Energy and agribusiness sectors, Western Canada, big winners as Canada’s M&A up 24% in Q1 2012

Canadian M&A up during slowest quarter of global M&A in ten years

TORONTO— Against a backdrop of the slowest first quarter of global M&A in ten years, Q1 2012 Canadian deal values and volume  were up 24% and 7% respectively compared to Q4 2011. Overall, 776 Canadian M&A transactions worth $48.7 billion were announced in Q1 2012, with domestic buying activity rising by 38%.

“The Canadian M&A market now represents 10% of all global M&A and continues to defy gravity.  But this is a very different market than pre-crisis.  Emerging market demand for resources, changes in regulation and government policy and disruptive technology were the common themes driving many deals this quarter.” says Kristian Knibutat, PwC Canada’s national deals leader.

The firm’s Capital Markets Flash newsletter , noted:

  • The energy sector was the clear frontrunner in Canadian M&A, representing 28% of all deal value, up 90% over 2011 proportions. In all, there were 116 Canadian energy transactions worth $13.8 billion in Q1 2012. A slump in natural gas prices has prompted many players to utilize M&A to find new markets, shift production, improve capital efficiencies or access enabling technology
  • The agribusiness sector had a 15% M&A market share in Q1, making PwC’s top five industries list. The growth is largely due to the pending $6.1 billion acquisition of Viterra by Glencore. The deal did not come as a surprise to the market, which was expecting takeover activity in the Prairies after the federal government’s move to deregulate the Canadian Wheat Board.
  • Real estate and mining were the third and fourth most active sectors, although both saw market shares drop by 20% and 50% respectively. An extremely busy Q4 2011 of M&A in these sectors may have left many large players busy digesting acquisitions. However, the newsletter supports continued robust mining and real estate activity for the remainder of 2012.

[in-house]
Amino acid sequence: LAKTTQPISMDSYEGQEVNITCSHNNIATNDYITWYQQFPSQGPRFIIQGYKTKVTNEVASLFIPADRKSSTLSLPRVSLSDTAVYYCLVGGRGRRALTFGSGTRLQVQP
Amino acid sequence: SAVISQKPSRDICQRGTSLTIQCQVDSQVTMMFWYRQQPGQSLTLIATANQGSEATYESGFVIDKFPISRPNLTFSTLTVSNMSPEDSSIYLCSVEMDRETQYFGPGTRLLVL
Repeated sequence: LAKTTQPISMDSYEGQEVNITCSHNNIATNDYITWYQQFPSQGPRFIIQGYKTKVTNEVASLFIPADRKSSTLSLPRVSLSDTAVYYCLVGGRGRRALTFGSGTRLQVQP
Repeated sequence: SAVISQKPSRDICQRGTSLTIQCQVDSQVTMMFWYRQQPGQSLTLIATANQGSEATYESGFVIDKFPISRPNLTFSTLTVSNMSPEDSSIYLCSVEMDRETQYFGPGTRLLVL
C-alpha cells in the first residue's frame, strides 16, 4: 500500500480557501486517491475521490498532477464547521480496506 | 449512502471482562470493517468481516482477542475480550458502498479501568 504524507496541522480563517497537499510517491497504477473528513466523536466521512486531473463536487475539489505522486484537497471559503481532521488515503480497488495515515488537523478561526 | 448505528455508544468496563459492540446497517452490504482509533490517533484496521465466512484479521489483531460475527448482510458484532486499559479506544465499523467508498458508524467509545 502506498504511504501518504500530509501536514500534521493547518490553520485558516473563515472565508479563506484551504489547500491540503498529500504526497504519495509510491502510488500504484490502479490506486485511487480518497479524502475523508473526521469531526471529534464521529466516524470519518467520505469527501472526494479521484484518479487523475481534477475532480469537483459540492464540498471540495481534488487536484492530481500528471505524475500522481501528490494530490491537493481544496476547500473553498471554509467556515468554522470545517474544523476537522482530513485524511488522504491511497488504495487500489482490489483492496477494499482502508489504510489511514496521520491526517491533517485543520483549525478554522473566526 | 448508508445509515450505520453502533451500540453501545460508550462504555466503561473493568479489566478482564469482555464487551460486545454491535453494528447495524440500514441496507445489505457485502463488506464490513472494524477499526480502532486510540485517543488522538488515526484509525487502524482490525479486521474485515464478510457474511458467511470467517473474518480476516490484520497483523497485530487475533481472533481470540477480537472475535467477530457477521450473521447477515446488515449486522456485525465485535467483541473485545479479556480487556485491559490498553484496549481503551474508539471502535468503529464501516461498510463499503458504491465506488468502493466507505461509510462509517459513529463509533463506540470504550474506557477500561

The Q1 report shows that Western Canadian provinces are quickly becoming the investment destinations of choice in Canada. The resource-rich West was home to 67% of all Canadian M&A targets in Q1, including 15 of the top 20 Canadian acquisitions. Despite Ontario’s eroding market share of takeover value, however, it is still home to 29% of Canadian M&A takeover volume, moderately higher than Alberta’s 22% share.  This geographic shift is, not surprisingly, the result of a flurry of activity in Canada’s resource sectors.

PwC also notes that while M&A volumes and values were robust in Q1, the Canadian middle market experienced a fourth consecutive quarter of contraction. In the $100-$500 million transaction size segment, 42 Canadian transactions worth $9 billion were announced, 11% and 6% lower than the prior quarter respectively. The single most significant pocket of weakness was the commercial real estate (“CRE”) sector. Middle market CRE M&A values in Q1 were down 57% to $1.6 billion.  Absent CRE, the middle market actually registered a 26% increase in deal values. 

As a percentage of total Canadian deal value, private equity transactions were a meagre 8% in the first quarter. This was the lowest contribution to Canadian M&A by private equity since the first quarter of 2010 when private equity deals represented 13% of total activity. It is also well off the post crisis high of 48% in Q4 2009.

Deal activity continues to show that Canadians are lagging their developed market counterparts in capitalizing on M&A opportunities in emerging markets. This quarter there was a sharp slowdown in outbound M&A to emerging markets. Transaction values nosedived 75% quarter over quarter to their lowest levels since Q4 2009 and were 82% lower than their post-crisis peak in Q3 2011. Volumes saw a more modest decline, falling 8% from Q4 2011 and 15% from peak volumes seen in the Q1 2011. Says Knibutat, “Canadian buyers continue to miss the mark in growth markets. Together with Canada’s leading regulatory, analysts and policy makers, we believe this trend needs to change in order to ensure Canada remains competitive and prosperous.”

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